Harold Peeples believes he cheated death after discovering he had a life-threatening condition.
“When I saw the image of my carotid artery, it was scary. It looked like almost no blood was making it through and I felt like I could have a stroke any minute,” Peeples said.
Peeples had felt tired for an extended period of time. He visited his primary care physician, who recommended additional testing after hearing an abnormal sound, or “bruit,” in the artery in Peeples’ neck.
A CT scan discovered a major blockage in Peeples’ carotid artery. Peeples then met with Kousta Foteh, M.D., a vascular surgeon affiliated with Memorial Hermann Northeast Hospital, who diagnosed him with carotid stenosis, a narrowing of the carotid artery, one of the main arteries carrying blood to the brain and a major cause of stroke.
“Unfortunately, many times people don’t know they have carotid stenosis until they have a stroke. Luckily, Harold’s primary care physician recognized something wasn’t right,” Foteh said.
Peeples was scheduled for a minimally invasive procedure called transcarotid artery revascularization (TCAR) to restore blood flow. During TCAR, a small tube is inserted into the carotid artery in the neck to temporarily redirect blood away from the brain. A stent is inserted into the artery to stabilize the blockage. Once stabilized, the surgeon stops the reversal and allows the blood to flow in its normal direction.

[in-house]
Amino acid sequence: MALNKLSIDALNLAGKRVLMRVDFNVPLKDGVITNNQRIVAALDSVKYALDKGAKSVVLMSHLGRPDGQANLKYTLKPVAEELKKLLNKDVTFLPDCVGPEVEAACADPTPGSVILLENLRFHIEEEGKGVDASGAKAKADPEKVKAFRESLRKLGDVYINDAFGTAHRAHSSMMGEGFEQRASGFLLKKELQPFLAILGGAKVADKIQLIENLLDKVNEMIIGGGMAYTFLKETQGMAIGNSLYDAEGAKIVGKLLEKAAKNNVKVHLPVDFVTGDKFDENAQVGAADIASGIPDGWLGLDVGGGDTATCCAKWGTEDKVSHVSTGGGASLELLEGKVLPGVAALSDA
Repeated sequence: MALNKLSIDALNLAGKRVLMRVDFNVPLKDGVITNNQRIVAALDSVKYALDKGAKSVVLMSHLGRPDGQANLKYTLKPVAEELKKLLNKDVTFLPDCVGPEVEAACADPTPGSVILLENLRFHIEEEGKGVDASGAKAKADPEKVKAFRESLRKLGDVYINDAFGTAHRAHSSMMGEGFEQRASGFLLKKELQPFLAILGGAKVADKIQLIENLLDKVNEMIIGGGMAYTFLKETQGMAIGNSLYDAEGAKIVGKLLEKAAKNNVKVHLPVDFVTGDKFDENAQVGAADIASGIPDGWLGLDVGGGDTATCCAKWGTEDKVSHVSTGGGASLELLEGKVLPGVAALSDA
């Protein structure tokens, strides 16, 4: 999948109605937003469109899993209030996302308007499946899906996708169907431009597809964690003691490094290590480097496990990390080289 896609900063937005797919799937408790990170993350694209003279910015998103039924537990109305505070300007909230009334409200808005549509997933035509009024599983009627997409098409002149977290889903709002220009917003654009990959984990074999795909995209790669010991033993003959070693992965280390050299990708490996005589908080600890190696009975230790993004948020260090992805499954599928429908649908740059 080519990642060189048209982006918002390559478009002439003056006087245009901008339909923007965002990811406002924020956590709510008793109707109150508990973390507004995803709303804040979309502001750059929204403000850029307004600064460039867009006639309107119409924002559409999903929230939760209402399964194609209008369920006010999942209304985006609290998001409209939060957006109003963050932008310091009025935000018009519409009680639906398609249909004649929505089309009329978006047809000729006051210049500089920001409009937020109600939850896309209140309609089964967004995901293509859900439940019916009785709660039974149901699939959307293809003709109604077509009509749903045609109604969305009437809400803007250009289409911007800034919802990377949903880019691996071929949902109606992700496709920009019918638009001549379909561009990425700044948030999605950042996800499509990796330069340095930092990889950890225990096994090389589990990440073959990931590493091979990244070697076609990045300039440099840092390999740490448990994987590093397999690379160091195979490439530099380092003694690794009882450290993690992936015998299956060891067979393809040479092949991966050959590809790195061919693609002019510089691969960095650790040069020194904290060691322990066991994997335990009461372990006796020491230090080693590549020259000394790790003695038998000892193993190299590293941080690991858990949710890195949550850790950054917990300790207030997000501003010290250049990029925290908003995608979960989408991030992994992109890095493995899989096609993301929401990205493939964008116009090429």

“After the TCAR, Harold’s risk of having a stroke from carotid artery disease went from one in 10 to practically zero. That’s a huge peace of mind for him and his loved ones,” said Foteh. “Additionally, the TCAR procedure requires a much smaller incision than the traditional procedure used to open the artery and most people are able to leave the hospital in about a day.”
May was Stroke Awareness Month, a time when physicians encourage people to address any stroke risk factors they can control, such as carotid artery disease. Other stroke risk factors that can be controlled include high blood pressure, high cholesterol, diabetes, and atrial fibrillation, according to the American Stroke Association.
“There are things people can do to lower their risk of stroke, but it starts with getting evaluated. That can often be done through a primary care provider. Like Harold, if you have carotid artery disease, there are minimally invasive procedures that can help restore blood flow and reduce the risk of stroke,” Foteh said.
Peeples says he feels very lucky.
“I’ve seen the effects of a stroke on a person’s life and I am thankful that my primary care physician found the blockage and that Dr. Foteh was able to open my artery. I really feel like he saved my life,” Peeples said.